If you’re feeling stressed, lonely, burnt out or unhappy, acknowledge those emotions and accept they are perfectly normal.
“People struggle with difficult feelings the most when they think they should not be having them,” explains Afridi. “But when we fight the difficult feelings, we actually make them worse. We all have bad days and struggles – do not catastrophise when they come, and instead remind yourself that all experiences and feelings are temporary.”
Meanwhile, when sadness, anxiety or stress do make themselves known, Delipalas recommends seeking contact with friends and family, even if it has to be done online.
Setting goals as part of a daily routine can also be very rewarding, while seeking accurate information about the pandemic can counteract being overwhelmed by information on social media, much of which lacks validity.
7 tips to help you stay calm through the uncertainty
1. Work out: Research has shown that exercise releases negative and anxious emotions, and increases feelings of positivity. Some research suggests that exercise is as effective in eliminating anxiety and depression as medication; even 30 minutes a day of exercise at 75 per cent of your maximum heart rate will help you feel more in control and release happy chemicals in your brain.
2. Get enough sleep: Anything fewer than seven hours is considered sleep deprivation and you are 40 per cent less able to regulate your emotions when you are sleep deprived. So stop drinking caffeine beyond 10pm, wear blue-light-blocking glasses or affix shields to your screens, drink chamomile tea before sleeping, or find a hack that works best for a more restful you.
3. Watch your diet: About 90 per cent of your happy chemical, serotonin, is produced in the gut and up to 80 per cent of your immunity is in the gut lining. So when they say you are what you eat, it practically means you will feel what you eat.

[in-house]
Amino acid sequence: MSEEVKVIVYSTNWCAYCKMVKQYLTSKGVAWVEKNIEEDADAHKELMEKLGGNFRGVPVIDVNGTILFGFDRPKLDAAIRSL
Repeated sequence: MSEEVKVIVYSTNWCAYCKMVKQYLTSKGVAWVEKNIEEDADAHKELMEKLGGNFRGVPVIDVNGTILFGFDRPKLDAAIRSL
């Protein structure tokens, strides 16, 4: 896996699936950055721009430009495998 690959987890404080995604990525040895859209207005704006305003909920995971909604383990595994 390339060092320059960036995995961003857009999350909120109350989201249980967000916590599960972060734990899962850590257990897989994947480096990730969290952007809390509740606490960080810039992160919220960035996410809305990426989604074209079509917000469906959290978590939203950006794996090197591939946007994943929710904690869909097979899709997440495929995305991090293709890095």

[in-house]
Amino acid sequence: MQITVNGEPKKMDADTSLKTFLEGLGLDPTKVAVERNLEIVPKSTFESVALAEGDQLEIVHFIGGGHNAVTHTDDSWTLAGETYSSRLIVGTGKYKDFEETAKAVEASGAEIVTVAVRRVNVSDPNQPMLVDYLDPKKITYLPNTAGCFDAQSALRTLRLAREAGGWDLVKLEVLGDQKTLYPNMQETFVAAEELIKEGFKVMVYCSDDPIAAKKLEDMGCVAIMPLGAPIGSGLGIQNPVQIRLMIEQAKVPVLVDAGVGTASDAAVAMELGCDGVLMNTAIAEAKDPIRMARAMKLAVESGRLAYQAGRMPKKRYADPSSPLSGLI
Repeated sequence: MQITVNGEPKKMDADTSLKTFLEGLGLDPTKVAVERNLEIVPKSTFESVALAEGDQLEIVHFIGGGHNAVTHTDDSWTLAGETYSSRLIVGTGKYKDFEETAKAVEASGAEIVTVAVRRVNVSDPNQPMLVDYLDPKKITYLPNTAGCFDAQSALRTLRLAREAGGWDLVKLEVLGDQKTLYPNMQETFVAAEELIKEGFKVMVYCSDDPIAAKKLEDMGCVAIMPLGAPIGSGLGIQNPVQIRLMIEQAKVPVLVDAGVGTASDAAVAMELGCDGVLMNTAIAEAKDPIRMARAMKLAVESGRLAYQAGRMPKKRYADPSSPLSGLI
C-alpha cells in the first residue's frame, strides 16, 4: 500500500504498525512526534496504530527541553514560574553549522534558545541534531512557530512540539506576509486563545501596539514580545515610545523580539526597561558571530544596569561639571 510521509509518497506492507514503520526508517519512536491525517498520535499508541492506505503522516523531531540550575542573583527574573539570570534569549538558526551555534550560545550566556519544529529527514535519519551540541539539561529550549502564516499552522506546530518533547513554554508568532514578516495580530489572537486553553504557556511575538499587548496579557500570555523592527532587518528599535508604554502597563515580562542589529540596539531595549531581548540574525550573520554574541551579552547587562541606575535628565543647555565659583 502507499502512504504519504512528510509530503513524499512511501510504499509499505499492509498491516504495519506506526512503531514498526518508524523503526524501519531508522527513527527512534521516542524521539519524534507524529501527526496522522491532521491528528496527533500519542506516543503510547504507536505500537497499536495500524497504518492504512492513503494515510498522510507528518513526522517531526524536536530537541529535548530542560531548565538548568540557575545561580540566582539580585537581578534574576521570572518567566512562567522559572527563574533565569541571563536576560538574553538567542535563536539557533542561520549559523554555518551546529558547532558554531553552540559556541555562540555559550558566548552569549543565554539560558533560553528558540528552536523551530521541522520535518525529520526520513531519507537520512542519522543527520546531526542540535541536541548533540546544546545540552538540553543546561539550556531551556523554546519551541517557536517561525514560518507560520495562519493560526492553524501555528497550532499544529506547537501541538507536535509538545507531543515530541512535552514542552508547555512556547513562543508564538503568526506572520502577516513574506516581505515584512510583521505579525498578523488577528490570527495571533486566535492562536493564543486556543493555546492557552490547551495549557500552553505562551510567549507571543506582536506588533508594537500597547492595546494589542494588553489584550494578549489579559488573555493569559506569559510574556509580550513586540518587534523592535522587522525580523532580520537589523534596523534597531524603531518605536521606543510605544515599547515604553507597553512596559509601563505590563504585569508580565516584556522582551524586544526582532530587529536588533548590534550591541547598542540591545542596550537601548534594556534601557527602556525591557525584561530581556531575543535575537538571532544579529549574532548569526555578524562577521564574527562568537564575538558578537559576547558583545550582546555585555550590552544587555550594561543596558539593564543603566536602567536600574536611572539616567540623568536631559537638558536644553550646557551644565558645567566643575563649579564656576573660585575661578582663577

4. Turn off negative news: Human beings weren't meant to consume content or news the way we have for the past decade. News media play on our fight or flight response, because that is what gets consumer attention. Instead, look at the headlines once a day for an hour, and limit it to authentic sources channel. If you are feeling particularly out of control, tune out completely.
5. Create a routine: anxiety is uncertainty plus powerlessness, and routine is the antidote to both. Set a realistic schedule and follow it whether you feel like it or not. You will feel more in control and more empowered.
6. Look back: You have endured all the stages and phases of Covid-19 so far and you will endure this one as well.
7. Highlight the positives: When there is so much bad news everywhere, we can get locked in a negative mindset. While allowing for difficult emotions to surface, feel and release them, making sure to highlight the positive aspects of your life, and I guarantee there are many.
Tips by Dr Saliha Afridi, clinical psychologist and managing director at The LightHouse Arabia Centre for Well-being, Dubai